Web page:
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Ivanova, Lyubov
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, 15 2007

Age 53; Russia, Kubinka.

On April 13th, 1949, Lubov Nikolaevna Ivanova was born in the village of Kubinka in the Odintsovsky region of the Moscow district. Her father, Nikolai Vasilyevich Ivanov, was a peasant, and her mother, Anna Matveevna Ivanovna, was a housewife.

She attended Kubinka Railroad School #129 from 1956to 1966. From 1967to 1984she worked at various times as warehouseman, senior storekeeper, and economist for the all-union office of Transtorgsnab (trans trade supply).

From April 2nd, 1984to her death, L.N.Ivanova worked at the material and technical supply service for the Moscow Metro as a materials economist.

In 1987she graduated with honorable mention from the correspondence course of the all-union railroad transport technical school. Her specialty was bookkeeping. Lubov Nikolaevna came to our department in 1987. She had worked on the railroad before this.
Thus was her life, that Luba never met a real man, and so all her activity was directed towards work. She worked in providing the Moscow Metro with fuels and lubricants.
Luba had a good, friendly relationship with her coworkers in the department. Though her character was a times a bit explosive, she was easily appeased. She was very serious about work, thoughtful, and purposeful. She could not stop halfway into a project Luba went all the way, and, as a rule, attained the desired result when necessary. But then, you would not recognize her after the job was done: she became merry, sociable, and always interested in trying something new. She visited museums, exhibitions, and traveled a lot (times were good in the Soviet days!).

Luba loved the theater very much. The whole year we had been preparing to see the Nord-Ost show. She wanted to see the real airplane in the theater, but we never did. We were offered tickets for October 22nd, but Luba had an appointment at the hairdressers and would not miss this and this was pure Ivanova. If she promised to meet someone or had an appointment somewhere, nothing could make her change her mind. Sometimes Ithink that this trait of hers played an evil trick on her: we became hostages.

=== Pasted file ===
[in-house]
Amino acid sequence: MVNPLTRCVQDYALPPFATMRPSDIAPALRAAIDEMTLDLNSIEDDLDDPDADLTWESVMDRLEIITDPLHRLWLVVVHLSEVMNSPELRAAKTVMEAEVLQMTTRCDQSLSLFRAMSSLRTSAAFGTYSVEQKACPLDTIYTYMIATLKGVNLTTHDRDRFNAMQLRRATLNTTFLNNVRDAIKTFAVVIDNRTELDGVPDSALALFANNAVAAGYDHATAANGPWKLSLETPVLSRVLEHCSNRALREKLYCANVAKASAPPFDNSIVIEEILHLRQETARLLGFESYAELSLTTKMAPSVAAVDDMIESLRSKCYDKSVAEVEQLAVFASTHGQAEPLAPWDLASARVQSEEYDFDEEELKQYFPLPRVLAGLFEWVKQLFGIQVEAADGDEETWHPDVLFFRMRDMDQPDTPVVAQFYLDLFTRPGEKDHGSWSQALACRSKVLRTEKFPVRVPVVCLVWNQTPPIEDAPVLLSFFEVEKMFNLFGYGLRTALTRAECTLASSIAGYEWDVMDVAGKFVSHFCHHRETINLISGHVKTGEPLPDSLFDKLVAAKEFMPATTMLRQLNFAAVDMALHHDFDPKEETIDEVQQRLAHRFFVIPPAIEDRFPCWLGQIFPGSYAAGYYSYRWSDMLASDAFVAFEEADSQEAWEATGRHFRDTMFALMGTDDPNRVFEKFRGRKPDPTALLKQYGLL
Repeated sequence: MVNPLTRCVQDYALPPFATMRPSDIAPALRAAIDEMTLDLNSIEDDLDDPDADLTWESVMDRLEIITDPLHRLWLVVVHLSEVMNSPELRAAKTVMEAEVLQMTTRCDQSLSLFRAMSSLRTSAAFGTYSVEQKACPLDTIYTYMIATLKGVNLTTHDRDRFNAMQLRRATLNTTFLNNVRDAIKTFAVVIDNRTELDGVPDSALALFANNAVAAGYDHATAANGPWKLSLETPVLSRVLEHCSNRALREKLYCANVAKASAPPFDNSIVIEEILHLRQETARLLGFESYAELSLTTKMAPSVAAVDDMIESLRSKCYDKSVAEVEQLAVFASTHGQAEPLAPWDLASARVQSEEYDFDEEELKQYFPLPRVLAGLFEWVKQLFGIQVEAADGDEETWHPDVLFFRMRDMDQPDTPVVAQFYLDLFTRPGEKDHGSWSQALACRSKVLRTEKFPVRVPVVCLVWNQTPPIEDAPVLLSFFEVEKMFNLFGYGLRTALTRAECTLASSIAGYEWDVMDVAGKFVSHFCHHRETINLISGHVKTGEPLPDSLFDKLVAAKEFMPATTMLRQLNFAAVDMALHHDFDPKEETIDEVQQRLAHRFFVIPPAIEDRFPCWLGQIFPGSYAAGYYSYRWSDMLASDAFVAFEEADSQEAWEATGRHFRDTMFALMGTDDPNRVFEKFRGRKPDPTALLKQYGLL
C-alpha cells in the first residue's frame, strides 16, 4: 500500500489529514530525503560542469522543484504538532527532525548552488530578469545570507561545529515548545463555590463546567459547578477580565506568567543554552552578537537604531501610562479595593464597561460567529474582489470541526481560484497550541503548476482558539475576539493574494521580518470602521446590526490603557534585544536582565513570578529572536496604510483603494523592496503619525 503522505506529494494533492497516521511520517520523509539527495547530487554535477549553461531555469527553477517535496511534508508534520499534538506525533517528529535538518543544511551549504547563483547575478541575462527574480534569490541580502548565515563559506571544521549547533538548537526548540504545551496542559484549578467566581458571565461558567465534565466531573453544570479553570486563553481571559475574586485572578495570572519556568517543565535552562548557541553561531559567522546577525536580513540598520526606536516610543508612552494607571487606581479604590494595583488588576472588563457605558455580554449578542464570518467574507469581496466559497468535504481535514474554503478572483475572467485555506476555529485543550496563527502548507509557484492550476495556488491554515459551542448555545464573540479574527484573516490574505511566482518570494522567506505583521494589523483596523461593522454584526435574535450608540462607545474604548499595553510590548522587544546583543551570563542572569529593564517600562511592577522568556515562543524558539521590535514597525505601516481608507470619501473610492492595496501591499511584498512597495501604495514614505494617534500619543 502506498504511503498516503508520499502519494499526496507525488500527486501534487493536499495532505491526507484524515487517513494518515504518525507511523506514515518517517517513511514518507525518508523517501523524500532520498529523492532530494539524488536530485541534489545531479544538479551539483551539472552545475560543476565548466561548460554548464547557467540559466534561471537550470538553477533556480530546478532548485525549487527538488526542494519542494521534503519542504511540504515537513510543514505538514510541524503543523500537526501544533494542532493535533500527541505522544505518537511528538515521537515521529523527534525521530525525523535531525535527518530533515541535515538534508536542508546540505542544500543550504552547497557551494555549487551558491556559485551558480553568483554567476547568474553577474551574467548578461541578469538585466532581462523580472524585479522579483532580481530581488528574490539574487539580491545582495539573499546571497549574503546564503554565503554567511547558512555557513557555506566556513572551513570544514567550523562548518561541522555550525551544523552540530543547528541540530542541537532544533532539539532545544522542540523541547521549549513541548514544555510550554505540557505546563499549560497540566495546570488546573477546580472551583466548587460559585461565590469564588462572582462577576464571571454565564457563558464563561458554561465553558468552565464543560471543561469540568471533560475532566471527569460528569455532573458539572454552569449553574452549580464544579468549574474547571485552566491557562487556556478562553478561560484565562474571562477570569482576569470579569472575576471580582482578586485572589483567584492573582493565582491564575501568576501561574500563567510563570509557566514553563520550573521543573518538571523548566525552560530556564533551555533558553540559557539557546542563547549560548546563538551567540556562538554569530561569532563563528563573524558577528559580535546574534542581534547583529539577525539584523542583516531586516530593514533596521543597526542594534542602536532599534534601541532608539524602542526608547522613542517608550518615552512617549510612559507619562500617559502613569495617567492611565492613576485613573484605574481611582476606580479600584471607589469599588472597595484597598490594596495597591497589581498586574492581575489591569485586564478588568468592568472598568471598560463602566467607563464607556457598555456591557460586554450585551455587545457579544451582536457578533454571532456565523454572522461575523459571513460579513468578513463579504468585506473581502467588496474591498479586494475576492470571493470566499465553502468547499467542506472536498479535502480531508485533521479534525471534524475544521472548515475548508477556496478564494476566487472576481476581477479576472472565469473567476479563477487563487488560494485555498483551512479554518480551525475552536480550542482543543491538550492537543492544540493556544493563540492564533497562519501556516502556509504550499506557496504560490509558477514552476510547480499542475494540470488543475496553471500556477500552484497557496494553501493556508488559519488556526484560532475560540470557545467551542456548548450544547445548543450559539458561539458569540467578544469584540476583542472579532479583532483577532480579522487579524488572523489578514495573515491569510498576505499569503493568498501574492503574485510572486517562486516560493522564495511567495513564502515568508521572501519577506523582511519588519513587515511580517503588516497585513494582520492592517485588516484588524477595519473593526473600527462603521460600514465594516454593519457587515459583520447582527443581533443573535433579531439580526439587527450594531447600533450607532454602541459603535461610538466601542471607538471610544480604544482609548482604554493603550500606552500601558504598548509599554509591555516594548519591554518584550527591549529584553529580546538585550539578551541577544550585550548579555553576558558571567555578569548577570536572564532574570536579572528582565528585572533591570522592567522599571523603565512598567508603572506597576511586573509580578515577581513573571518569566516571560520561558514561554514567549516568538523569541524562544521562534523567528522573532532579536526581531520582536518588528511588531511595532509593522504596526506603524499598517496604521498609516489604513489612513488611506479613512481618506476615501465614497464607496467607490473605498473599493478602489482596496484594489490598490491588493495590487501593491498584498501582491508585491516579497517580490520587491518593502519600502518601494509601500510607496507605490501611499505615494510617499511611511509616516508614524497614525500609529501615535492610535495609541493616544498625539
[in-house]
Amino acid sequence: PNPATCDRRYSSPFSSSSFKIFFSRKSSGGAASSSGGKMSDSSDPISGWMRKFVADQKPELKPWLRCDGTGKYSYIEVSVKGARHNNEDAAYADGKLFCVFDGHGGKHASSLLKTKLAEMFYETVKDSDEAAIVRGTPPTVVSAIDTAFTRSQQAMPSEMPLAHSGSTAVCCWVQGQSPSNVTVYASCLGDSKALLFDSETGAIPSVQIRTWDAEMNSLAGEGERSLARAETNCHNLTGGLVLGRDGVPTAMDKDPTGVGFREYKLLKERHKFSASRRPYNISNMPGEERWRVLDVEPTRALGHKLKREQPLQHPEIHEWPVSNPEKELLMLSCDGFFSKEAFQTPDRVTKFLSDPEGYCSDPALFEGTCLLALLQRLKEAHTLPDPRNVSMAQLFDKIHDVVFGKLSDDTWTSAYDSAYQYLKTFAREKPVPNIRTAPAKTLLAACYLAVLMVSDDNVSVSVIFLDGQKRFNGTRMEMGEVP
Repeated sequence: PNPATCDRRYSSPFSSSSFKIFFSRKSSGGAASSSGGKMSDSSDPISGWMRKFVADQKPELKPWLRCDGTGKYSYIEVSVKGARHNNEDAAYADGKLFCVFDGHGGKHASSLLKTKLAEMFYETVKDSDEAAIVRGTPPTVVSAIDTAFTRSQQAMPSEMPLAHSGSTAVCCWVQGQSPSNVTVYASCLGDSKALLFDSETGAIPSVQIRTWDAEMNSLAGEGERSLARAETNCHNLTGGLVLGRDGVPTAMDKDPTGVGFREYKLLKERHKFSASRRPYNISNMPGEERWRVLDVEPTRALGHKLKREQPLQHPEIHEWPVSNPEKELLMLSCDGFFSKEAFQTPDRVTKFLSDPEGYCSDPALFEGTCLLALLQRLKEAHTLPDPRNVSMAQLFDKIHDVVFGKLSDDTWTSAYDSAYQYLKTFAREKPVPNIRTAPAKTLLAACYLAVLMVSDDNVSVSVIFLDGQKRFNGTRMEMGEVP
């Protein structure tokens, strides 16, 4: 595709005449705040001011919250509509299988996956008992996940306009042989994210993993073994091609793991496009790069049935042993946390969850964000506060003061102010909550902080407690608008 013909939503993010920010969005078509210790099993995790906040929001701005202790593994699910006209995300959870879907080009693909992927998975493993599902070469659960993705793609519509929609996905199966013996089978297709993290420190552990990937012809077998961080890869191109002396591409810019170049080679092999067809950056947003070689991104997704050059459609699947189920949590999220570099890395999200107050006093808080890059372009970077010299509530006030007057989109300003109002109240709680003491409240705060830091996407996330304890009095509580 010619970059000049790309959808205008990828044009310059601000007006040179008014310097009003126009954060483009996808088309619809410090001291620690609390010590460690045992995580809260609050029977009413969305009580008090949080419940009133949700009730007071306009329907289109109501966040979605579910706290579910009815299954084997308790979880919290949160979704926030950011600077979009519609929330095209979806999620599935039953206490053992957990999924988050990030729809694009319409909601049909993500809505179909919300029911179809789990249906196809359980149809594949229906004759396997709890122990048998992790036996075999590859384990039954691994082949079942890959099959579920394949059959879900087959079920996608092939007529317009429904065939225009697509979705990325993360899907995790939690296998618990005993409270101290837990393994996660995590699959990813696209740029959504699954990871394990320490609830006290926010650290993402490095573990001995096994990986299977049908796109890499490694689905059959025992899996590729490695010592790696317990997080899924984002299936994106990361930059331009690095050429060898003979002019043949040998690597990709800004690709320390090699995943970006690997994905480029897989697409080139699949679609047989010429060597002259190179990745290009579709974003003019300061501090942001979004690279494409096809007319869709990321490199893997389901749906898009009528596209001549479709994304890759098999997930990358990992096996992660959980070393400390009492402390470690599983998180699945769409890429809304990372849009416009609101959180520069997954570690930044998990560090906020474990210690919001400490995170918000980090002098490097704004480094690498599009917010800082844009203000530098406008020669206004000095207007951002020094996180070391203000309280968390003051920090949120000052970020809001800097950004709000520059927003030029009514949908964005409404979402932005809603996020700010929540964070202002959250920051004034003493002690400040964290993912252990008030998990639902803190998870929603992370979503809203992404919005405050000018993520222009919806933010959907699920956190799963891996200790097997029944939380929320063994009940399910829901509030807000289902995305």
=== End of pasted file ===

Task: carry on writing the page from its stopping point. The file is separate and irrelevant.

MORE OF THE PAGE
I was very worried, knowing her character, but Luba behaved very careful, stable and without hysterics. This was not easy for her. I have to say that the people we sat with on the lower balcony during those three terrible days acted very courageously, without any hysterics.
Luba loved life very much, and she spoke about this on the morning of October 26th, 2002, before the assault that we knew nothing about. We talked and cried, and bid each other farewell, thinking that it was the end
When our colleagues found out that we were stuck at Dubrovka, they were very worried: they stayed glued to their televisions and phoned all the hospitals and morgues. For some reason they were more worried about Luba than me, because she had problems with her naso-pharynx.
I was luckier than Luba. Once again Iunderstood that we all go under God, and to each is prepared that which will happen, and our fates are predetermined.
Written by her friend and colleague, V.V.Konchenkova.
Luba was born into a hard working, hospitable, peasant family. This is why, when she was working, she gave it her all, and, if she was at a celebration, it was a huge feast. She truly had an immense Russian soul!
Lubasha was the youngest of five children, the baby of the family. Everyone spoiled her, of course. Lubas mother had her at 44, and between Nadezhda, her oldest sister, and Luba were almost twenty years difference. It turned out that Nadezhda and Lubasha never got married. They were both loners. They were good friends, and cared for each other and the whole family.
Luba tried to do everything like youre supposed to: she got good grades and worked honestly. If she wanted something, then she strived to get it. She loved to travel.
We searched for her among the living, but found her in the morgue. She was interred back at her homeland, in the Kubinka cemetery in the Moscow district.
Written by her sisters, Nadezhda and Tatiana.

Luba Lubasha Thats what we called her. I still cannot believe that she is not with us. She was so remarkable, and a bit whimsical. When Lubasha comes to me in my dreams, Iask her: Are you back? Are you with us? I wake up and Icannot understand what it happened.
She was like a second mother to me: caring, cheerful, and understanding.
Why did you leave us so early? We will never forget you.
Shining memory Eternal memory
Written by her niece, Olga Rusanova.

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